Russell 58, 2011
It’s been a busy week, so I’ll close with a few quiet scenes of the working boat Russell.
I’ve been photographing the Russell since the late 1960s. I don’t know who owns her or why, to address the contradiction in her name, a boat is even named for a man in the first place. Virginians can be funny about mixing men’s and women’s names. In the hoity-toity set it’s common for sons and daughters to be given the names of distinguished ancestors without regard to gender. So we have men named Beverly and women named Douglas. I’ve known men named Beverly and women named Douglas and Bruce. But boats are traditionally looked upon as being feminine, and therefore have feminine names. I’ve never known a woman named Russell.
Russell 56, 2011
In any event, Russell has been a fixture at Lynnhaven Inlet since the 1960s, where I first photographed her, and probably long before that. She gets hauled out and spruced up every year or so. Here she was last year this time just after having her hull cleaned and painted.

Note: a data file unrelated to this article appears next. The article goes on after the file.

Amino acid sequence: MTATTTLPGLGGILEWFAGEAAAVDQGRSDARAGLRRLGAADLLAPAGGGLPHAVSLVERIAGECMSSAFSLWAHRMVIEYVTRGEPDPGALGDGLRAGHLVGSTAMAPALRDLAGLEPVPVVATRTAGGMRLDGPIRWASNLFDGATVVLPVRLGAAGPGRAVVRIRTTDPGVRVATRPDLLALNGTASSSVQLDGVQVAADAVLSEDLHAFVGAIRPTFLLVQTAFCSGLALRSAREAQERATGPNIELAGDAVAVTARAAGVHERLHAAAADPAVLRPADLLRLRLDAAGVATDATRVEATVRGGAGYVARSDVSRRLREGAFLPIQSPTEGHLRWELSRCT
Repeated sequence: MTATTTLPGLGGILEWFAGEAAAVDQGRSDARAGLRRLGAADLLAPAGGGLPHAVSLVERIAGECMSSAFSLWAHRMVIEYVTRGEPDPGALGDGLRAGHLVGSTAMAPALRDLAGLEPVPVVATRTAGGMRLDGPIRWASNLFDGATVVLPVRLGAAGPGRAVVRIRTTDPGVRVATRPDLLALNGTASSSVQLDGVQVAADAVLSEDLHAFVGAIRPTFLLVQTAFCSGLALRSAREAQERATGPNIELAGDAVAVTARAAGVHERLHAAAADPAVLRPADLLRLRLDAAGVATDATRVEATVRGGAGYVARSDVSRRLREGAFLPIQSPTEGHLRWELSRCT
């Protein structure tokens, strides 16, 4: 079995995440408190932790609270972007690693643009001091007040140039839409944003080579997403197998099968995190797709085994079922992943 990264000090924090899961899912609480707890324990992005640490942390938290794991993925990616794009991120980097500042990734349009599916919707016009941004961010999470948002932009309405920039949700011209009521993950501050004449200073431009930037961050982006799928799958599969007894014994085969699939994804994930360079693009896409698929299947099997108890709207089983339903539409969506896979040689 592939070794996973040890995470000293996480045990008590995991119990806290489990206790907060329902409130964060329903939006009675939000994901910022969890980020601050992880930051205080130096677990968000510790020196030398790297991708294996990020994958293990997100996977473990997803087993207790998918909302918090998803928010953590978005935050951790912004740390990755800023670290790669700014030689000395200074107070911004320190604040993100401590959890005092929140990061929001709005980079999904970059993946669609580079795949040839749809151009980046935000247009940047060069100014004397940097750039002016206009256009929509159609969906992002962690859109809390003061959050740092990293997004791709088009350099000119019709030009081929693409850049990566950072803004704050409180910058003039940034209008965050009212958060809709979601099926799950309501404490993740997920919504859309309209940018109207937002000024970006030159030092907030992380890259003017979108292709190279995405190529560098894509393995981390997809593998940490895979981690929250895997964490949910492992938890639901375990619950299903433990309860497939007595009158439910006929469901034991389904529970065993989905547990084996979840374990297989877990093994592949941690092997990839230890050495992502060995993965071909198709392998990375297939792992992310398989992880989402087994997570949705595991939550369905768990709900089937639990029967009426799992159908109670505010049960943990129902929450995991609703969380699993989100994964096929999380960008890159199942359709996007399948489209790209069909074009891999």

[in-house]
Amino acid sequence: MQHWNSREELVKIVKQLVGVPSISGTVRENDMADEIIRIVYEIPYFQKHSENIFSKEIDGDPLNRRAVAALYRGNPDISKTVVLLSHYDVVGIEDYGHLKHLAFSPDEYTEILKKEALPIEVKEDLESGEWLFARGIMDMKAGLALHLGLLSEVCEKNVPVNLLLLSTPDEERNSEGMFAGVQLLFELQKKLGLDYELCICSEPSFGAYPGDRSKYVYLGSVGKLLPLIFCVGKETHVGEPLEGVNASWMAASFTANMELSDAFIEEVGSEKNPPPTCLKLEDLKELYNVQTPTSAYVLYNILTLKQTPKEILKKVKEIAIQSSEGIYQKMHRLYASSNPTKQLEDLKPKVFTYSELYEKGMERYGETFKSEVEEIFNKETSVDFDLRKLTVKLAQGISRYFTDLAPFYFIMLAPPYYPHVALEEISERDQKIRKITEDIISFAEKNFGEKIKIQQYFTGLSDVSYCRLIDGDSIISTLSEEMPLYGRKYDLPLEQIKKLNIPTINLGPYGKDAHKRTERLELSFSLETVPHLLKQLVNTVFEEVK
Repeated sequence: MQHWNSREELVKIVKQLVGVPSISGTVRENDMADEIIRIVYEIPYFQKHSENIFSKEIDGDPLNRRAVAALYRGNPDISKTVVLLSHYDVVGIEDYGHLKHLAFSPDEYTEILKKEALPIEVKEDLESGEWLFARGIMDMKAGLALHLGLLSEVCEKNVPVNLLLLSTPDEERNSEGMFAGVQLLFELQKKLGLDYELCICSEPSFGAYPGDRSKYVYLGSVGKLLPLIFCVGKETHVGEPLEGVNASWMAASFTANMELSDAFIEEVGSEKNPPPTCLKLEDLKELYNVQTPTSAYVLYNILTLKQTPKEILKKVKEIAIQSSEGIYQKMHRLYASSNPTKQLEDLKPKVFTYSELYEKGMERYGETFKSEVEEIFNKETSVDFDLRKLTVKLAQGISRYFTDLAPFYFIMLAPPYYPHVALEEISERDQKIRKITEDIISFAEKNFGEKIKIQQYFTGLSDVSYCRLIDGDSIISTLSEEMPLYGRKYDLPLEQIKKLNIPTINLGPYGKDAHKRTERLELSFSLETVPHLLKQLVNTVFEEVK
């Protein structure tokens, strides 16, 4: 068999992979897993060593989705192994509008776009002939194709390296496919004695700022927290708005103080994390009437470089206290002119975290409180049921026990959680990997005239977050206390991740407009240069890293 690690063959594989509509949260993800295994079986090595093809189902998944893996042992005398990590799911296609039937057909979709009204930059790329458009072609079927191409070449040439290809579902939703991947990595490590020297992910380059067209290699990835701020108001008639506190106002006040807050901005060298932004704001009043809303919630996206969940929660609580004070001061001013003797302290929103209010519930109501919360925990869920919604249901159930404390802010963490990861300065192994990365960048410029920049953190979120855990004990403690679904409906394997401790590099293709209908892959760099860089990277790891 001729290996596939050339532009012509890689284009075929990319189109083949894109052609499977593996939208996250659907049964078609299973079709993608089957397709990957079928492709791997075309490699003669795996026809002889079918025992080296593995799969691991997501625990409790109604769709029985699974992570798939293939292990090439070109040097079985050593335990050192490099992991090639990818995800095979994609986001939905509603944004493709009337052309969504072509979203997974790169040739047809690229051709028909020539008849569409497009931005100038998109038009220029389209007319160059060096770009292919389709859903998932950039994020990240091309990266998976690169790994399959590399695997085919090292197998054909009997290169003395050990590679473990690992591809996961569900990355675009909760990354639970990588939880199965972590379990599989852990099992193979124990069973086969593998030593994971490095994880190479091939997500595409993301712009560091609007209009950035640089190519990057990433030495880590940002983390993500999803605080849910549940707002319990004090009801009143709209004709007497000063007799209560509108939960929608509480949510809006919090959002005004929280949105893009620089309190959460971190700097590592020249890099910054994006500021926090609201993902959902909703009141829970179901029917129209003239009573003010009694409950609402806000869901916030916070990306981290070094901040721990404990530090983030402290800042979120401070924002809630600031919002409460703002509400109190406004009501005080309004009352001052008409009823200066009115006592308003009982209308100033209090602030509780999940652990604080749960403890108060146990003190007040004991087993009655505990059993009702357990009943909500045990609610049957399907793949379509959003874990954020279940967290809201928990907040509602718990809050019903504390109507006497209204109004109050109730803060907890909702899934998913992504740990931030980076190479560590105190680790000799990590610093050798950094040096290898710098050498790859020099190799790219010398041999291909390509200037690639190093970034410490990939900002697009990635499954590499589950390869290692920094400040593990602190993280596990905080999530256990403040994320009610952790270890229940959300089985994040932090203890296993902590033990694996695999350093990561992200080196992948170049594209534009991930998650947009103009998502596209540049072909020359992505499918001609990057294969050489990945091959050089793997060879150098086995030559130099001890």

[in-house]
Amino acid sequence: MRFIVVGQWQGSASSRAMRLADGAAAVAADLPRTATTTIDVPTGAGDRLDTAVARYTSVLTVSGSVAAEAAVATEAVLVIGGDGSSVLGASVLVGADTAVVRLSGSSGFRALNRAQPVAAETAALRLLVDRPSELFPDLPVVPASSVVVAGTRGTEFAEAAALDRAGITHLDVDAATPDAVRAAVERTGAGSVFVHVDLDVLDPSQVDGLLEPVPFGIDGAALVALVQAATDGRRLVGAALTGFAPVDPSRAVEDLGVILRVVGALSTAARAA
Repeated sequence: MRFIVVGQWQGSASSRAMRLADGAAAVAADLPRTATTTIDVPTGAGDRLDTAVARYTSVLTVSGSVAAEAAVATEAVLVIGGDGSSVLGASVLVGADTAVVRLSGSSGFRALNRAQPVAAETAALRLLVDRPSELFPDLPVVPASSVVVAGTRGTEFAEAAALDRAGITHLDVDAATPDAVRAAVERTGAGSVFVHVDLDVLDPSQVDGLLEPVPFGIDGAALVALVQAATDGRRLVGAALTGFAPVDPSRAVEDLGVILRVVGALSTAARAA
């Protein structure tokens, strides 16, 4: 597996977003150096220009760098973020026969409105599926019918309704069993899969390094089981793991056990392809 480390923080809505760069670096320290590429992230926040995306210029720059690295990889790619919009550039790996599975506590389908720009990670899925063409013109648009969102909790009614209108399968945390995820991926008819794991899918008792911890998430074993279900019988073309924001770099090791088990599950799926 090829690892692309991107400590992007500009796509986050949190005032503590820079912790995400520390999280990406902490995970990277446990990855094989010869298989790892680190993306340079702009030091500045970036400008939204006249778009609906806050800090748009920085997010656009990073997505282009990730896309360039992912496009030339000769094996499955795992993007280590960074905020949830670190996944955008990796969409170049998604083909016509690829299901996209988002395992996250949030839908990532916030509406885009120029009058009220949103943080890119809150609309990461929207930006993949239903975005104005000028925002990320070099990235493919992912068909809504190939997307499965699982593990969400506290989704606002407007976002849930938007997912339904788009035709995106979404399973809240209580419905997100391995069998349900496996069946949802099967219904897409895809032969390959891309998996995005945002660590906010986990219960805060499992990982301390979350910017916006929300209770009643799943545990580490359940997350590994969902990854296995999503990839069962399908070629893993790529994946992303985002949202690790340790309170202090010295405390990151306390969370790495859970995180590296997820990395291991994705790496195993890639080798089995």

Some readers may recall that last year I wrote another one of these old boats, the York Spit. Boats like Russell and York Spit are special to me not only because of their elegant and practical lines, but because they are a connection to a way of life that fewer pursue these days and that those who do pursue in boats made of fiberglass. Practical, but not much romance.
Russell 46, 2011